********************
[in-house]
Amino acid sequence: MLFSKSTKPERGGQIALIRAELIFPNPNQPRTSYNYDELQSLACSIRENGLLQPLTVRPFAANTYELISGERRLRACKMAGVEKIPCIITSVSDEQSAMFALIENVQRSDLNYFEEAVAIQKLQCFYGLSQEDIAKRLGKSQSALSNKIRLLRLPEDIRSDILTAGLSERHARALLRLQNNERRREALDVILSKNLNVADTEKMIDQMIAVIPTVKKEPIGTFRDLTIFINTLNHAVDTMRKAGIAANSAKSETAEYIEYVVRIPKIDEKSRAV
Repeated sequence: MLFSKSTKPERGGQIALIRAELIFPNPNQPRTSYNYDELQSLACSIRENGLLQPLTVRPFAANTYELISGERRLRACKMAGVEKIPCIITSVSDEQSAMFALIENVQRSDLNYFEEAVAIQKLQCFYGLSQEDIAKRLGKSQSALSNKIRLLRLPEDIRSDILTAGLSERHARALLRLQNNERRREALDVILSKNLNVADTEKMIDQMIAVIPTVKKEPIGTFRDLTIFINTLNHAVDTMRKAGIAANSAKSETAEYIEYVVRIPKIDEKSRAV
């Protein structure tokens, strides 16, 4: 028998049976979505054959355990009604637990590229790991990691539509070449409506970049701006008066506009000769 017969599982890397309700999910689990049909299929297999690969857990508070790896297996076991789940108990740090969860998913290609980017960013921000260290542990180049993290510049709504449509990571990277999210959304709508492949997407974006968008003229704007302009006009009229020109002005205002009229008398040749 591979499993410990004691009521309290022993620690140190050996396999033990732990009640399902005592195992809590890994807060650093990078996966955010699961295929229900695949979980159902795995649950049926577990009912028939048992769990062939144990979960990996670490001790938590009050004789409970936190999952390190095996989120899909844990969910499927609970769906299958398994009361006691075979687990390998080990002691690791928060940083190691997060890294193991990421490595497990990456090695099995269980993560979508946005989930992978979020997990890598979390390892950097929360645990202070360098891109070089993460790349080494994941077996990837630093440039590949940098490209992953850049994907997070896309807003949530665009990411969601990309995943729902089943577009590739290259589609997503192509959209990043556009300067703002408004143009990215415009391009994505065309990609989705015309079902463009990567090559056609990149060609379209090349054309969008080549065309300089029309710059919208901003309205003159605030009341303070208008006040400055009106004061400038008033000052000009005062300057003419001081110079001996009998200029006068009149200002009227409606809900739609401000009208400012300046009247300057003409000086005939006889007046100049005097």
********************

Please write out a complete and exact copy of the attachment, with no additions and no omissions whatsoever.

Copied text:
[in-house]
Amino acid sequence: MLFSKSTKPERGGQIALIRAELIFPNPNQPRTSYNYDELQSLACSIRENGLLQPLTVRPFAANTYELISGERRLRACKMAGVEKIPCIITSVSDEQSAMFALIENVQRSDLNYFEEAVAIQKLQCFYGLSQEDIAKRLGKSQSALSNKIRLLRLPEDIRSDILTAGLSERHARALLRLQNNERRREALDVILSKNLNVADTEKMIDQMIAVIPTVKKEPIGTFRDLTIFINTLNHAVDTMRKAGIAANSAKSETAEYIEYVVRIPKIDEKSRAV
Repeated sequence: MLFSKSTKPERGGQIALIRAELIFPNPNQPRTSYNYDELQSLACSIRENGLLQPLTVRPFAANTYELISGERRLRACKMAGVEKIPCIITSVSDEQSAMFALIENVQRSDLNYFEEAVAIQKLQCFYGLSQEDIAKRLGKSQSALSNKIRLLRLPEDIRSDILTAGLSERHARALLRLQNNERRREALDVILSKNLNVADTEKMIDQMIAVIPTVKKEPIGTFRDLTIFINTLNHAVDTMRKAGIAANSAKSETAEYIEYVVRIPKIDEKSRAV
């Protein structure tokens, strides 16, 4: 028998049976979505054959355990009604637990590229790991990691539509070449409506970049701006008066506009000769 017969599982890397309700999910689990049909299929297999690969857990508070790896297996076991789940108990740090969860998913290609980017960013921000260290542990180049993290510049709504449509990571990277999210959304709508492949997407974006968008003229704007302009006009009229020109002005205002009229008398040749 591979499993410990004691009521309290022993620690140190050996396999033990732990009640399902005592195992809590890994807060650093990078996966955010699961295929229900695949979980159902795995649950049926577990009912028939048992769990062939144990979960990996670490001790938590009050004789409970936190999952390190095996989120899909844990969910499927609970769906299958398994009361006691075979687990390998080990002691690791928060940083190691997060890294193991990421490595497990990456090695099995269980993560979508946005989930992978979020997990890598979390390892950097929360645990202070360098891109070089993460790349080494994941077996990837630093440039590949940098490209992953850049994907997070896309807003949530665009990411969601990309995943729902089943577009590739290259589609997503192509959209990043556009300067703002408004143009990215415009391009994505065309990609989705015309079902463009990567090559056609990149060609379209090349054309969008080549065309300089029309710059919208901003309205003159605030009341303070208008006040400055009106004061400038008033000052000009005062300057003419001081110079001996009998200029006068009149200002009227409606809900739609401000009208400012300046009247300057003409000086005939006889007046100049005097």